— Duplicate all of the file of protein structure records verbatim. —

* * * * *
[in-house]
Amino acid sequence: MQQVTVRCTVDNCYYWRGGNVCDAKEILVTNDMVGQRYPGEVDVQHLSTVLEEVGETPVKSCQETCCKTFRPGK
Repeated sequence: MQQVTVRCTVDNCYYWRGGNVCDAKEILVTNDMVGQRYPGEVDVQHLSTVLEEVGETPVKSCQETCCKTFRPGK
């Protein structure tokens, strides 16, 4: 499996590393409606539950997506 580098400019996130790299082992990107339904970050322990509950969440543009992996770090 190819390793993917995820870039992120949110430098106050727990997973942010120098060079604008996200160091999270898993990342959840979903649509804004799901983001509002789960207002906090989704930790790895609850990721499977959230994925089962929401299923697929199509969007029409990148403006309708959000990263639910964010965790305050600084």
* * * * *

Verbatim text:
[in-house]
Amino acid sequence: MQQVTVRCTVDNCYYWRGGNVCDAKEILVTNDMVGQRYPGEVDVQHLSTVLEEVGETPVKSCQETCCKTFRPGK
Repeated sequence: MQQVTVRCTVDNCYYWRGGNVCDAKEILVTNDMVGQRYPGEVDVQHLSTVLEEVGETPVKSCQETCCKTFRPGK
């Protein structure tokens, strides 16, 4: 499996590393409606539950997506 580098400019996130790299082992990107339904970050322990509950969440543009992996770090 190819390793993917995820870039992120949110430098106050727990997973942010120098060079604008996200160091999270898993990342959840979903649509804004799901983001509002789960207002906090989704930790790895609850990721499977959230994925089962929401299923697929199509969007029409990148403006309708959000990263639910964010965790305050600084």